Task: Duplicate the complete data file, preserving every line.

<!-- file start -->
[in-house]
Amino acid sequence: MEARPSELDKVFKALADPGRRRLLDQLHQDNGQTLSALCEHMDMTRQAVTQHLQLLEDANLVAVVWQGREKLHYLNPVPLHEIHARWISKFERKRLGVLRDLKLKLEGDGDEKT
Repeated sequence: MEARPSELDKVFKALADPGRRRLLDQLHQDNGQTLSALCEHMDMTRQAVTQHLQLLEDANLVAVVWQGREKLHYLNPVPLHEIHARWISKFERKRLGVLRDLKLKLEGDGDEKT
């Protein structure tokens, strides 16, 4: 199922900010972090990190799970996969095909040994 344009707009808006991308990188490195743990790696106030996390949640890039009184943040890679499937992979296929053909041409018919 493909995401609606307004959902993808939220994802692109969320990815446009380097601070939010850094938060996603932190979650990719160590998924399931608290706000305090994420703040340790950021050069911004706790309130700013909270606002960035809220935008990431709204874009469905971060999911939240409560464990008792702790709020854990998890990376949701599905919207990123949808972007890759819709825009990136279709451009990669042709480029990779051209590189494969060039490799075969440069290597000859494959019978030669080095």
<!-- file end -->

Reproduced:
[in-house]
Amino acid sequence: MEARPSELDKVFKALADPGRRRLLDQLHQDNGQTLSALCEHMDMTRQAVTQHLQLLEDANLVAVVWQGREKLHYLNPVPLHEIHARWISKFERKRLGVLRDLKLKLEGDGDEKT
Repeated sequence: MEARPSELDKVFKALADPGRRRLLDQLHQDNGQTLSALCEHMDMTRQAVTQHLQLLEDANLVAVVWQGREKLHYLNPVPLHEIHARWISKFERKRLGVLRDLKLKLEGDGDEKT
């Protein structure tokens, strides 16, 4: 199922900010972090990190799970996969095909040994 344009707009808006991308990188490195743990790696106030996390949640890039009184943040890679499937992979296929053909041409018919 493909995401609606307004959902993808939220994802692109969320990815446009380097601070939010850094938060996603932190979650990719160590998924399931608290706000305090994420703040340790950021050069911004706790309130700013909270606002960035809220935008990431709204874009469905971060999911939240409560464990008792702790709020854990998890990376949701599905919207990123949808972007890759819709825009990136279709451009990669042709480029990779051209590189494969060039490799075969440069290597000859494959019978030669080095």